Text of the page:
MEDINAH, Ill. -- Justin Thomas is as perplexed as anyone as to why he hasn't won in more than a year.
Golf is a difficult game, with its share of peaks and valleys, and numerous other players are grabbing their share of victories. So nothing was ever guaranteed.
But Thomas had accumulated nine PGA Tour wins through last season, including a major championship. He reached No. 1 in the world as recently as two years ago. He played on Presidents Cup and Ryder Cup teams.
And yet, somehow, he has made it to the second-to-last event of the season without a win, and dropped to 10th in the world heading into the second FedEx Cup playoff event at the BMW Championship.
"It's weird,'' he said. "It's been an odd season just because I've missed three tournaments (due to injury). But the difference with this season and any other season is I'd won. I'm playing just as good as any other year, for sure.''
Perhaps he saved his best for -- almost -- last.
Thomas began the third round of the BMW Championship on Saturday with five consecutive birdies at Medinah. He eagled the 10th and then holed out for another eagle at the 16th. He made just one bogey and shot a course-record 61 to lead by six over Tony Finau and Patrick Cantlay.
It put him firmly in position to win his 10th PGA Tour title and first since he captured the WGC-Bridgestone Invitational at Firestone in 2018. At that event, it had been several months since his previous win, which seemed long enough.
But this amount of time without a trophy has felt eternal. Three tournaments missed due to injury -- including the PGA Championship in May -- didn't help.
"Man, that kind of sucked, [that] three-event stretch,'' he said of a wrist injury that sidelined him starting with the Wells Fargo Championship and including the PGA and Memorial. "I was playing so good. I just drove the ball better than I've ever driven it at Augusta, and I just was kind of like I am now. I have been trending, and I feel way better with my putter than I did then.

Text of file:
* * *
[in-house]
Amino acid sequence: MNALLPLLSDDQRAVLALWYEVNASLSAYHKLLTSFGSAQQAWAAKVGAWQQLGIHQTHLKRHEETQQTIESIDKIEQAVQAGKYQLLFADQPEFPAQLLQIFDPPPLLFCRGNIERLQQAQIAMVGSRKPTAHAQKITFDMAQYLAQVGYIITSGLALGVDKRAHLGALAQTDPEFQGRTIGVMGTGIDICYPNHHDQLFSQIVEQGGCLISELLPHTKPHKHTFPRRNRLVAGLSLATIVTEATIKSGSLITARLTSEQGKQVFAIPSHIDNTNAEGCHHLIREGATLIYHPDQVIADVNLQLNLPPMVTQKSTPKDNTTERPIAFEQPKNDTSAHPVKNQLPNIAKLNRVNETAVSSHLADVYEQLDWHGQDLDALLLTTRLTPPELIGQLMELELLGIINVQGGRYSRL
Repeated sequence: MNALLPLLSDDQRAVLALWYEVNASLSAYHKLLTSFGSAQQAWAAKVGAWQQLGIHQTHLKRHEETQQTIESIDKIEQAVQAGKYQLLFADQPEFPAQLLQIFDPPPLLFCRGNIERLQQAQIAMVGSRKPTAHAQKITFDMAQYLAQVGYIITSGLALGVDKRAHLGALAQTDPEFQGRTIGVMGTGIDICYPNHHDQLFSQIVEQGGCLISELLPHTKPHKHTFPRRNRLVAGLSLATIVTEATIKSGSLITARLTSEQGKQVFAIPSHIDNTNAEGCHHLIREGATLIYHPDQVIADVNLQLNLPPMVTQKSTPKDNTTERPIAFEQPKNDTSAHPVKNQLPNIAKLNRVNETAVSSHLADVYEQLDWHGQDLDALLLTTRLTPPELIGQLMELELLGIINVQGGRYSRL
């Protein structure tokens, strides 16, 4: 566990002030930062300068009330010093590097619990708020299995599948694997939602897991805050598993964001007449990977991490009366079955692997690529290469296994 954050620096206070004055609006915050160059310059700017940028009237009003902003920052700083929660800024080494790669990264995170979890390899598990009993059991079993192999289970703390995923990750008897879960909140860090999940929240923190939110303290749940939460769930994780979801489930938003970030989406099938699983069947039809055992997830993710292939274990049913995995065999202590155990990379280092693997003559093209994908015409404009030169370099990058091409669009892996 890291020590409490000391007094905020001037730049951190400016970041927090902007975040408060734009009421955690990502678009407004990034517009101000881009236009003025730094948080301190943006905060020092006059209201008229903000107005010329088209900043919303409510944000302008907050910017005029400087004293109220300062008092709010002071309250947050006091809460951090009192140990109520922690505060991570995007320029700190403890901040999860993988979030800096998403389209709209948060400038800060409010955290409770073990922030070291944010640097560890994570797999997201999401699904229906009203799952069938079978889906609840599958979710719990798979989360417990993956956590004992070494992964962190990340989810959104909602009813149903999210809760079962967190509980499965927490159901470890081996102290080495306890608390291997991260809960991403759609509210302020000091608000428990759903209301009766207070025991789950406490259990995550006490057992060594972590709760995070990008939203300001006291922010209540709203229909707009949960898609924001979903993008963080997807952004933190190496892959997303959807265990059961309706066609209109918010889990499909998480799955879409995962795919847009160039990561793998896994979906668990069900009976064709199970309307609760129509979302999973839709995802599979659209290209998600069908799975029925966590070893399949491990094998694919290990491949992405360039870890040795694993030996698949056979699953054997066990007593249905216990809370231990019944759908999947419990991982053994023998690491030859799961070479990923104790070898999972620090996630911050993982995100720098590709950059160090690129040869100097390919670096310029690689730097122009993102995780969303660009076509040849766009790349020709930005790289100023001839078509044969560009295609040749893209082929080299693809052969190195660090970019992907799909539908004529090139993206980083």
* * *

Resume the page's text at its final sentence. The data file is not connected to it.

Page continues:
"Everything is pretty similar, but just putting it better. The frustration was more so then. Now it's just understanding that it's golf and it's going to happen. Might be tomorrow, might be in Asia (later this fall), might be in 2021. I don't know when it's going to happen. But I know I've put in -- me and my team have put in-- the proper work that we're prepared when we are put in that situation, and that situation is [Sunday].''
Thomas, 26, has gone low before, shooting 59 in Hawaii and matching the then-U.S. Open scoring record of 63.
But there was some good fortune along the way, too, on Saturday at Medinah. Thomas hit his ball in the water at the 15th, where he then wedged it close to save par. Holing out from 180 yards, as he did at the 16th, is not common. He also chipped in for a birdie at the 14th.
And if he needs any reminder of how fickle the game can be, Hideki Matsuyama -- who shot 63 on Friday -- was the 36-hole leader and now finds himself 10 shots back.
Justin Thomas broke the course record AND got in Brooks Koepka's wallet?! Yep. I asked him about it all.
Perhaps the most tenuous moment for Thomas on Saturday was when he knocked a 5-wood shot at the par-5 10th from 260 yards to just 3 feet, setting up what appeared to be an easy eagle putt.
"Honestly, there was this guy -- I put my ball down, and when I put it down, he yelled, 'Noonan,''' Thomas said, making a reference to a line from the movie "Caddyshack" that is meant to distract a player. "I was scared he was going to say something while I was putting, I'm like, 'Man, does this guy hate me?' I was just terrified he was going to do something.
"Luckily, he didn't, and I made it. So I was obviously in a great state of mind with that putt.''
Thomas should be feeling pretty good about winning again, too. He has a comfortable lead and is set up to go into next week's Tour Championship atop the standings and in position to win the FedEx Cup for the second time in three years.
"I couldn't care less, to be honest,'' he said. "I'm just worried about trying to win this tournament [on Sunday].''